US genetic health studies fail to accurately represent country’s ethnic makeup

| | July 23, 2015
This article or excerpt is included in the GLP’s daily curated selection of ideologically diverse news, opinion and analysis of biotechnology innovation.

The clock is ticking for experts charged with designing a U.S. government programme to collect genetic, physiological and other health data from one million volunteers over the next two decades. The plan for the U.S. $215-million Precision Medicine Initiative (PMI), announced in January, is due in August — a daunting deadline, in part because the effort’s priorities include filling racial and socioeconomic gaps left by other long-term studies.

The U.S. National Institutes of Health (NIH), which is leading the PMI, is weighing ambition against a desire to avoid the mistakes that torpedoed its National Children’s Study, which would have tracked 100,000 children from birth to adulthood. The agency abandoned that effort in December 2014, after recruiting just 5,700 participants at a cost of U.S. $1.3 billion. It cited overly complex study design and goals.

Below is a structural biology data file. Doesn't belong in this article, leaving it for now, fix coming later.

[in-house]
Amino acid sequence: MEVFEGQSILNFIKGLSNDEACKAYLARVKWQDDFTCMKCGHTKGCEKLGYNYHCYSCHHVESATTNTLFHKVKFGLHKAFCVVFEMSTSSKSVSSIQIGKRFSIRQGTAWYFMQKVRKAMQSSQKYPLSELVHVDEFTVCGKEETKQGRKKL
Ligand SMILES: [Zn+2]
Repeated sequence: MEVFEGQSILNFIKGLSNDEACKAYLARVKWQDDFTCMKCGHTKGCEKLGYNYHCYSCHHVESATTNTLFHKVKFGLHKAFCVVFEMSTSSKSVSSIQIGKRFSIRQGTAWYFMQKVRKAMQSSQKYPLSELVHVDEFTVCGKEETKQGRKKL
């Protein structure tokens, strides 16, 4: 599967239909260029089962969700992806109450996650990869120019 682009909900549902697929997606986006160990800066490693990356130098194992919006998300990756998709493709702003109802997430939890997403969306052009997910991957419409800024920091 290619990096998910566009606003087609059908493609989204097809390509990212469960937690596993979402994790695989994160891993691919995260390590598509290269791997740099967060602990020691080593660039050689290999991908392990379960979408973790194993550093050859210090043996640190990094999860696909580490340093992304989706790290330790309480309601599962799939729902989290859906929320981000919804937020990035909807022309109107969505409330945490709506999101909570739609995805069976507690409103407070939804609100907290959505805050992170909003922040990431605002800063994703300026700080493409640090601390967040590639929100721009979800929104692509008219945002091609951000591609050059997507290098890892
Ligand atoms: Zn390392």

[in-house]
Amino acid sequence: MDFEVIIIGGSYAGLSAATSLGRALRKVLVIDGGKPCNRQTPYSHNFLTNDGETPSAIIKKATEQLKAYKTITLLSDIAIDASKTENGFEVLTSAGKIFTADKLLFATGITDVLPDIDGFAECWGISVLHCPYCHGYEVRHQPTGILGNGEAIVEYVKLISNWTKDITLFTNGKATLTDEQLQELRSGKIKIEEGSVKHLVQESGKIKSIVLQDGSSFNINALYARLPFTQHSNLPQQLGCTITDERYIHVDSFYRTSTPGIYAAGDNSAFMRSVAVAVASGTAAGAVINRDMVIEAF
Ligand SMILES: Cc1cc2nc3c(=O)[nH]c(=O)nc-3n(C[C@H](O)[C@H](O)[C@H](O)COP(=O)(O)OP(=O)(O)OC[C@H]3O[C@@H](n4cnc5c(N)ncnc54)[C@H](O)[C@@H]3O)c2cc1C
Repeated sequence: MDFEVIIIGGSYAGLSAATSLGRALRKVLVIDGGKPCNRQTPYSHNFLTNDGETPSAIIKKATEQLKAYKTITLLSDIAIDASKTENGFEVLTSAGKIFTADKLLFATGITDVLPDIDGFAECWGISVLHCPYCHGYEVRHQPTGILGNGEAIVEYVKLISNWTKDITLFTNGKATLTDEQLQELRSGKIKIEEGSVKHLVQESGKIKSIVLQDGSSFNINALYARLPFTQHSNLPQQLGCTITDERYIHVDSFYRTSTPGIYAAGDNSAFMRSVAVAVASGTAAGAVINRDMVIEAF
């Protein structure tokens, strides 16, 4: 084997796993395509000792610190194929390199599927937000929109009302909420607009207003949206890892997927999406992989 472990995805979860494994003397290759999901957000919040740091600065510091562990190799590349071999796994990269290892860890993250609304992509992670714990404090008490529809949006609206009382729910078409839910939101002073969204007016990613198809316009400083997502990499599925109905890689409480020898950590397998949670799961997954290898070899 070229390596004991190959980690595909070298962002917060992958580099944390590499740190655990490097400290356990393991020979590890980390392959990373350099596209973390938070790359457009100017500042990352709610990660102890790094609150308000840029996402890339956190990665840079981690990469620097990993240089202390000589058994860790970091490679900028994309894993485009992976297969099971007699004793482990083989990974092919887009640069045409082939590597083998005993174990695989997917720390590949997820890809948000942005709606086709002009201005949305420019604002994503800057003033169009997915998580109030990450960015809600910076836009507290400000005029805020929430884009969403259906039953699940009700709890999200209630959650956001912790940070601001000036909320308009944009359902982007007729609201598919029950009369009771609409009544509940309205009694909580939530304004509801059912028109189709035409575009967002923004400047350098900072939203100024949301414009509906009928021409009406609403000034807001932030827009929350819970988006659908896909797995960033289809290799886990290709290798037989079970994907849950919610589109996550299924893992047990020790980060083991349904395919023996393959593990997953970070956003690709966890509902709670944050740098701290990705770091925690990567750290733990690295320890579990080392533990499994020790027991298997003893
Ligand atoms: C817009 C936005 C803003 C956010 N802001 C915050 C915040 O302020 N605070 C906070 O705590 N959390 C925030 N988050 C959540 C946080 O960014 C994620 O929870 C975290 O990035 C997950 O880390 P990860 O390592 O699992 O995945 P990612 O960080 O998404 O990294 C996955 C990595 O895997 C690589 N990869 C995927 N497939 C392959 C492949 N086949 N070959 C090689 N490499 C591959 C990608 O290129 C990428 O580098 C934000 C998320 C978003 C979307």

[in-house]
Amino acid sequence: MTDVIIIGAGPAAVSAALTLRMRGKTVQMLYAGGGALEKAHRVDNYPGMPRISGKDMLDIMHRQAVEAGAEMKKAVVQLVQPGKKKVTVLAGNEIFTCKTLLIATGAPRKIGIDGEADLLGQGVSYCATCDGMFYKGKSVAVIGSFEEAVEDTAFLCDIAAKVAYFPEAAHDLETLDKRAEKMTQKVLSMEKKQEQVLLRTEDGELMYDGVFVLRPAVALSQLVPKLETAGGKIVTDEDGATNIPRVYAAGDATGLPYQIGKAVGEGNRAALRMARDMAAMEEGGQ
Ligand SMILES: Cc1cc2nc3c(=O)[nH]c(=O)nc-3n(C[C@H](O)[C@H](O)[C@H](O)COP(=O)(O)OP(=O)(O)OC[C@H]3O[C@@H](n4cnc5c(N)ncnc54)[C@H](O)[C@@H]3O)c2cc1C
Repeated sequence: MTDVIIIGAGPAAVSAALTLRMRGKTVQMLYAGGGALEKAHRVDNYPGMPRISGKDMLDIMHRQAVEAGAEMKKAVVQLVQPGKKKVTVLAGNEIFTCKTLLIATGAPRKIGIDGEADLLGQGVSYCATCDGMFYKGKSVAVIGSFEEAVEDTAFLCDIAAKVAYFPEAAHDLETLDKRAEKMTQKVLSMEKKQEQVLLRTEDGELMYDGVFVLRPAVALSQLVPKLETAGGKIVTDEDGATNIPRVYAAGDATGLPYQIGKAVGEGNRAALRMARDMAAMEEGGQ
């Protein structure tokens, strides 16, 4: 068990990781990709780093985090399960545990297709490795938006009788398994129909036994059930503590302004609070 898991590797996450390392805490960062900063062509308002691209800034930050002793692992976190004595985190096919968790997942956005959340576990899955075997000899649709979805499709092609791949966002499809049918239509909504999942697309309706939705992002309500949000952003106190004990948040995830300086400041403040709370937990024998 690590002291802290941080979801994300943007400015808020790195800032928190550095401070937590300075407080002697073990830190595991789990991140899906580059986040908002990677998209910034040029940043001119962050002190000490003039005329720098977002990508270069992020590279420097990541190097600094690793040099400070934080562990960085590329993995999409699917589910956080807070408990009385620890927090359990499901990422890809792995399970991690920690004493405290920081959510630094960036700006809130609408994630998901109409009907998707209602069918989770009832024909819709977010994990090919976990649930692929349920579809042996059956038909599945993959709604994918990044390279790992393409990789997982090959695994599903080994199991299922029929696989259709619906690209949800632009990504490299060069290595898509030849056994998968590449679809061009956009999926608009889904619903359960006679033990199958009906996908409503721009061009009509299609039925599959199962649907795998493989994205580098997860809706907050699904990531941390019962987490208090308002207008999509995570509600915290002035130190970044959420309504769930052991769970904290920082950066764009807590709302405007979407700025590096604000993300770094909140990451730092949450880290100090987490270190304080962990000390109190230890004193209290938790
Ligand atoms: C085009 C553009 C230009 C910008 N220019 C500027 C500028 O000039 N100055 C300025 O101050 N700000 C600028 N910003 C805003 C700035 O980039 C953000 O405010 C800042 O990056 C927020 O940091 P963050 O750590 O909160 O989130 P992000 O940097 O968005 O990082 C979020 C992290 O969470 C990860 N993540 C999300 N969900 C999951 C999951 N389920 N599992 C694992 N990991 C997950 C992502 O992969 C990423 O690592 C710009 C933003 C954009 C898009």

Clinical trials in the United States have historically relied on enrolling white participants from higher socioeconomic levels, despite the fact that ethnic minorities make up about 40 percent of the country’s population. Of the 58,160 lung-disease studies published between 1993 and 2013, for example, less than 5 percent reported the inclusion of participants from minority ethnic groups. The disparity is especially problematic because many diseases are more prevalent among certain ethnic groups, and ethnicity may also influence which therapies are effective, says Esteban Burchard, a physician scientist at the University of California, San Francisco.

The GLP aggregated and excerpted this blog/article to reflect the diversity of news, opinion and analysis. Read full, original post: US tailored-medicine project aims for ethnic balance

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